Find out what words like ‘parfum’ on the side of your shampoo bottle really mean
Most of us will have paused in the supermarket aisle occasionally to scrutinise a list of food ingredients. We’re aware that we need to be conscious about what we eat, especially if we have a food intolerance or sensitivity. But are we as conscious when it comes to personal care items such as moisturisers, shampoos or face masks, and do we need to be?
Ingredients lists on cosmetics and personal care items can be difficult to make sense of due to the large number of chemical names that we don’t recognise and terms like ‘fragrance’, which seem too general to be helpful.
In your class
Take a closer look at everyday toiletry and cosmetic products by inspecting empty packaging with your 11–14 learners. Are there any ingredients they recognise? How do they feel about the ingredient names they don’t recognise? Do they think it is important to know what is in the products they use on a daily basis?
EU and UK laws require all ingredients in a cosmetic product to be listed on the label. They must be labelled using the internationally recognised names found on the International Nomenclature Cosmetic Ingredient (INCI) list, which includes over 22,000 names. This ensures that marigold seed oil is always listed as Calendula officinalis seed oil – rather than ‘Jack-on-horseback’ seed oil, for example, based on another common name for marigolds.
‘The same ingredient names are used in every European country and most countries worldwide,’ explains Emma Meredith, director general at the Cosmetic, Toiletry and Perfumery Association (CTPA). ‘This helps users to identify products with ingredients to which they know they are allergic or sensitive.’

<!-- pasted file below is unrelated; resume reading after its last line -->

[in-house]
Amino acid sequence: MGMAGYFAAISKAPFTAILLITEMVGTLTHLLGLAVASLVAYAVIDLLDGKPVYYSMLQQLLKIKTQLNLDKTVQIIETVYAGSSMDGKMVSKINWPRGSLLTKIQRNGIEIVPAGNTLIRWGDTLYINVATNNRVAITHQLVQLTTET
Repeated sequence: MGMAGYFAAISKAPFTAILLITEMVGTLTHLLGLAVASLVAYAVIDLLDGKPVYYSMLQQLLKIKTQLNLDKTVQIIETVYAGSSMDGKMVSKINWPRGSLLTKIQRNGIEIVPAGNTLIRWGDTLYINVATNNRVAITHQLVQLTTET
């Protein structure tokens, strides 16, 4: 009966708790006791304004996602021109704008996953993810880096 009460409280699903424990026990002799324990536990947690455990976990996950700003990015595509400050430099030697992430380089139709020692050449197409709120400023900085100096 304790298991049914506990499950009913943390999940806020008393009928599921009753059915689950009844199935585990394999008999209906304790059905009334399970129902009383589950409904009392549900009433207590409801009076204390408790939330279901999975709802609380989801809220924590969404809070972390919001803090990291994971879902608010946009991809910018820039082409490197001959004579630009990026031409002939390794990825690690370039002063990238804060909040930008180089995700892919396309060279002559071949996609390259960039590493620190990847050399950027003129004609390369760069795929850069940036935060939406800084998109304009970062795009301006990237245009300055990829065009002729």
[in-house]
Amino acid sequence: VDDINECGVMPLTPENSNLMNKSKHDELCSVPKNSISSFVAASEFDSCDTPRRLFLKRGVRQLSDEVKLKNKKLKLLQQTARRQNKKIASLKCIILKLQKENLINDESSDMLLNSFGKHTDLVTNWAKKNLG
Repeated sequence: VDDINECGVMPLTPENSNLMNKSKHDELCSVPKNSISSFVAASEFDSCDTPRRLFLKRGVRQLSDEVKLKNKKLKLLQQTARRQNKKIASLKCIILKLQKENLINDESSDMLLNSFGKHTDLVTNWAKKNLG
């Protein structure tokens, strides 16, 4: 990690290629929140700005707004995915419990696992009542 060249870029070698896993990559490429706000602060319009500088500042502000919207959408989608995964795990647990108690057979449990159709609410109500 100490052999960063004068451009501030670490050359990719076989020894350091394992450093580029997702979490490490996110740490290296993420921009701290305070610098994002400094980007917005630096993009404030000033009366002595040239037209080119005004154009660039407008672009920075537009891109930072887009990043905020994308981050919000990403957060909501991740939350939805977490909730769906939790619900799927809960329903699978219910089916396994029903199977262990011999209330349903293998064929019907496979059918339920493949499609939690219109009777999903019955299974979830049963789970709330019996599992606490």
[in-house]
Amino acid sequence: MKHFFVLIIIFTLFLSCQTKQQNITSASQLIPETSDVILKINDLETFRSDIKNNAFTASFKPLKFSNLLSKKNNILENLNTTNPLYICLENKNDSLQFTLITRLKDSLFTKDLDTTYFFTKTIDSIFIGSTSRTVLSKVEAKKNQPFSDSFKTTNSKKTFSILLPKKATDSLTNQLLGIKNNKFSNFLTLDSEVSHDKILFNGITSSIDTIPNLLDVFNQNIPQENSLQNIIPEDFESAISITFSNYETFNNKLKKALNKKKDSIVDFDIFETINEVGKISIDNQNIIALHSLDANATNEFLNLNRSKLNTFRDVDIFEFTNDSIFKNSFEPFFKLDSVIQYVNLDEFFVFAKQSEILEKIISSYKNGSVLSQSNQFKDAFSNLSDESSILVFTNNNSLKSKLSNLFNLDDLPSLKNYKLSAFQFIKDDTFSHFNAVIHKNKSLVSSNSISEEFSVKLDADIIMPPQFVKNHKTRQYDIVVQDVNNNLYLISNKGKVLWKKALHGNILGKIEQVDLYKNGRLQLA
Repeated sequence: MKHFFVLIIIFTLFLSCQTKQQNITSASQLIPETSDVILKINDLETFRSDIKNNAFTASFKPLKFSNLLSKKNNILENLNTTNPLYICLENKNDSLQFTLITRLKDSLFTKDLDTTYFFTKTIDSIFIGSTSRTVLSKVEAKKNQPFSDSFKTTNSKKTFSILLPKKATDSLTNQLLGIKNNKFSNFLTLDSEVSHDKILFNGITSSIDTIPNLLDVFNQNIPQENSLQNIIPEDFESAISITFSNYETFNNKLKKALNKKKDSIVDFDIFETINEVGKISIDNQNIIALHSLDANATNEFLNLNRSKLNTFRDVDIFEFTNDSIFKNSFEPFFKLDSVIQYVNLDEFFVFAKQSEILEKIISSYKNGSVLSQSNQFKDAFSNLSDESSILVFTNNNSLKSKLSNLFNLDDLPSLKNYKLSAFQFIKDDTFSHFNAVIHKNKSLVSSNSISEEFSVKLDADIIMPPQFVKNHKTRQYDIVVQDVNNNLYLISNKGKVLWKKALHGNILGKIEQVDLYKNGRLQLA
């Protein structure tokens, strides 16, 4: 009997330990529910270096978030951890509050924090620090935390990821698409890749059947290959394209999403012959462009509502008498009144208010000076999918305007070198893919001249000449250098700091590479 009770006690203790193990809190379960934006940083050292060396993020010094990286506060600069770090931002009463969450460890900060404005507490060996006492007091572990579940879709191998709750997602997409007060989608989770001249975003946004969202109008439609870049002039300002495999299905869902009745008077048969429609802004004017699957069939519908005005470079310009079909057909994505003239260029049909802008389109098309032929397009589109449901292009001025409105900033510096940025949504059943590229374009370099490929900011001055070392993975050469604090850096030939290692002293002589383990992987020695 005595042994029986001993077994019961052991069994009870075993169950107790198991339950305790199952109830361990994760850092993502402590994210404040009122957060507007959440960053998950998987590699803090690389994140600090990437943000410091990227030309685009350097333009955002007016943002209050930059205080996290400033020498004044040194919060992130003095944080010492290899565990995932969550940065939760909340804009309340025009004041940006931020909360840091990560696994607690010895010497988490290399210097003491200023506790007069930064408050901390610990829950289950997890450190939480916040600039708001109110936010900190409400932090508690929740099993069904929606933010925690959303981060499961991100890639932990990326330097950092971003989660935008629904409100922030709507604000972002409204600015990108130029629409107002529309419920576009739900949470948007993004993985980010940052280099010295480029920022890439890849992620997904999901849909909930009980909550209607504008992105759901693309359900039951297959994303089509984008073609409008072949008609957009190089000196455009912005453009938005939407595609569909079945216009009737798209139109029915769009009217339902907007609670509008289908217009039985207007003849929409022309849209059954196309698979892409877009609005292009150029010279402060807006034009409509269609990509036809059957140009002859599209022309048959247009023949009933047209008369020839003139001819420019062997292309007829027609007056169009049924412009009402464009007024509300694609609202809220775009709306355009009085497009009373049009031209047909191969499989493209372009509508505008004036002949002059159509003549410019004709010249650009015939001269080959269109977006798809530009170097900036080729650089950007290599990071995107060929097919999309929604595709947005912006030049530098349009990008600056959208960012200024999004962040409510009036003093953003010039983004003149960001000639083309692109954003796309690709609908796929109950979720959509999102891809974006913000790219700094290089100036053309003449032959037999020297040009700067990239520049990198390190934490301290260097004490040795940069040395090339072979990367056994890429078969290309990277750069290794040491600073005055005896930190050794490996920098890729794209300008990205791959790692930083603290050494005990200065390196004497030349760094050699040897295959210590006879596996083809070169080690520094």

Typical ingredients explained
With such a dizzying array of chemicals and typical ingredients lists stretching into the tens, it’s hard to spot those that crop up more often, but some do. Look out for:
- Aqua: another term for water.
- CI [number]: A number with ‘CI’ in front of it is a colour index number which refers to a very specific ingredient – for a lipstick, for example – rather than just red or orange.
- Extract: natural extracts from plants are common ingredients, but are mixtures of various compounds, which are difficult to standardise.
- Glyceryl: in front of oleate, stearate or cocoate, is a type of glycerol used as an emulsifier and to help retain moisture.
- Paraben: often attached to methyl, ethyl, propyl or butyl, is usually a preservative with a particular chemical structure. There has been debate about the safety of these chemicals due to hormone-disrupting effects and links to cancer.
- Parfum: a fragrance or aroma compound, or a blend of these compounds.
- Sodium laureth sulfate: a widely used cleaning and foaming agent made from palm or coconut oil.
- (Nano): used after an ingredient means that the ingredient has dimensions between 1–100 nm.
Parfum is an exception to the ingredients listing rules – names for specific chemicals don’t have to be listed. This protects companies from having to spill the secrets of their scents, according to Emma. ‘These blends can take many years to develop, guided by the unique skills of fragrance experts, known as noses, who ensure that each blend is perfectly balanced,’ she says. ‘After such painstaking care is taken during the development process, fragrance houses are protective of the finer details of each composition.’
However, protecting trade secrets leaves consumers in the dark when it comes to evaluating the label and recent research suggests that many millions of people are sensitive to fragranced products. Ursula Klaschka, who studies hazardous substances at Ulm University of Applied Sciences in Germany, says the exemption clause for fragrances is ‘not reasonable’ in her opinion and should be removed as a first step towards safer products. Ideally, though, companies would also start changing their recipes. ‘You could produce products which have fewer fragrances,’ Ursula says. She adds that many people self-report headaches and skin allergies from fragranced products but suffer quietly or change products, while longer-term effects are even more difficult to prove.